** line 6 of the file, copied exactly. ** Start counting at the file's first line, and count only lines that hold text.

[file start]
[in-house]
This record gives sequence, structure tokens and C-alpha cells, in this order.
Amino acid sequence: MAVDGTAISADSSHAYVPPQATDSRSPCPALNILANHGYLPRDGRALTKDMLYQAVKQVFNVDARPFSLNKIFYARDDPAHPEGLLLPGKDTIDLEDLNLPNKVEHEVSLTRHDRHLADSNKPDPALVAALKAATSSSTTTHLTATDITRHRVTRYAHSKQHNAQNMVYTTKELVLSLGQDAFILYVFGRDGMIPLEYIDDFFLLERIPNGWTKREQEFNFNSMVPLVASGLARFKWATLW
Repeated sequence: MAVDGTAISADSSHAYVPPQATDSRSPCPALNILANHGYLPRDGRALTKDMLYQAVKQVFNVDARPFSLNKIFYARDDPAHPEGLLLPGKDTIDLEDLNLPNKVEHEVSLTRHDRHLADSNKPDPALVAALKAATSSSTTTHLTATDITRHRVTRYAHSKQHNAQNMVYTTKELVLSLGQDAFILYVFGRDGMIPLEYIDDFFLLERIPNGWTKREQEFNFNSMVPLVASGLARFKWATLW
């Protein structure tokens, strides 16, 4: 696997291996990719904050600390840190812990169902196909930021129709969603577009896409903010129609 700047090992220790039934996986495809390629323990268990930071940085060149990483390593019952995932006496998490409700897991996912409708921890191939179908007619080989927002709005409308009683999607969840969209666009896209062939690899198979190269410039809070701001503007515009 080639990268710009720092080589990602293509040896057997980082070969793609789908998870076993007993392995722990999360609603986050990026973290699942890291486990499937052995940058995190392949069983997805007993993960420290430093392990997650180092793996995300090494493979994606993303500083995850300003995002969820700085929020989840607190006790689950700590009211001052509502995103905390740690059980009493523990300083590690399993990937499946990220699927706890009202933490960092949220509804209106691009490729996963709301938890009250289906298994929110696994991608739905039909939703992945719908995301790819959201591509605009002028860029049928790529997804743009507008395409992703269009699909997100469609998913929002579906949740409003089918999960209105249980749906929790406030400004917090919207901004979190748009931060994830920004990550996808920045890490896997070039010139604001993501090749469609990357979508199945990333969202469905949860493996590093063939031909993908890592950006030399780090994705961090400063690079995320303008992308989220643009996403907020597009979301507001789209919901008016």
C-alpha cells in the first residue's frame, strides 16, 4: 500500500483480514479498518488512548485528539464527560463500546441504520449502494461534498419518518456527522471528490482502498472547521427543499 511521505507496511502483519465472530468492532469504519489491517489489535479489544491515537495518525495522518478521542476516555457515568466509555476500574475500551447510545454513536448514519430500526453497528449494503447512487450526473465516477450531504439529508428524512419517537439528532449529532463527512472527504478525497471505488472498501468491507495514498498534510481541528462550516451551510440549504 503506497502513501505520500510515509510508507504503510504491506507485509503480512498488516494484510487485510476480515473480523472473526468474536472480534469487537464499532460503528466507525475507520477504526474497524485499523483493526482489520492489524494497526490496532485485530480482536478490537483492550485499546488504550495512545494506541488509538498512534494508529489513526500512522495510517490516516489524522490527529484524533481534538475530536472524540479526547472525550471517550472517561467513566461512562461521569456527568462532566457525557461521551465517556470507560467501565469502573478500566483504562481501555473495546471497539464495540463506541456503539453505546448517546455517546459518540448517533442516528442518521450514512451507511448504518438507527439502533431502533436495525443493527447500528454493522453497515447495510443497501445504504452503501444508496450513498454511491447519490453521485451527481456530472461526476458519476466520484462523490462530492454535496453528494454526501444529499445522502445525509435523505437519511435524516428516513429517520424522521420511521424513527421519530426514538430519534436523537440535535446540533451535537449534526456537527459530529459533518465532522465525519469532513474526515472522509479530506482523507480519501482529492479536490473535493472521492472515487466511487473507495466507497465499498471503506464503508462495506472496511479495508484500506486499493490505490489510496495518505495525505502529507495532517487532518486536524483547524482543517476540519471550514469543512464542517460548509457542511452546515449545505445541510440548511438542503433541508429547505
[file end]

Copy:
C-alpha cells in the first residue's frame, strides 16, 4: 500500500483480514479498518488512548485528539464527560463500546441504520449502494461534498419518518456527522471528490482502498472547521427543499 511521505507496511502483519465472530468492532469504519489491517489489535479489544491515537495518525495522518478521542476516555457515568466509555476500574475500551447510545454513536448514519430500526453497528449494503447512487450526473465516477450531504439529508428524512419517537439528532449529532463527512472527504478525497471505488472498501468491507495514498498534510481541528462550516451551510440549504 503506497502513501505520500510515509510508507504503510504491506507485509503480512498488516494484510487485510476480515473480523472473526468474536472480534469487537464499532460503528466507525475507520477504526474497524485499523483493526482489520492489524494497526490496532485485530480482536478490537483492550485499546488504550495512545494506541488509538498512534494508529489513526500512522495510517490516516489524522490527529484524533481534538475530536472524540479526547472525550471517550472517561467513566461512562461521569456527568462532566457525557461521551465517556470507560467501565469502573478500566483504562481501555473495546471497539464495540463506541456503539453505546448517546455517546459518540448517533442516528442518521450514512451507511448504518438507527439502533431502533436495525443493527447500528454493522453497515447495510443497501445504504452503501444508496450513498454511491447519490453521485451527481456530472461526476458519476466520484462523490462530492454535496453528494454526501444529499445522502445525509435523505437519511435524516428516513429517520424522521420511521424513527421519530426514538430519534436523537440535535446540533451535537449534526456537527459530529459533518465532522465525519469532513474526515472522509479530506482523507480519501482529492479536490473535493472521492472515487466511487473507495466507497465499498471503506464503508462495506472496511479495508484500506486499493490505490489510496495518505495525505502529507495532517487532518486536524483547524482543517476540519471550514469543512464542517460548509457542511452546515449545505445541510440548511438542503433541508429547505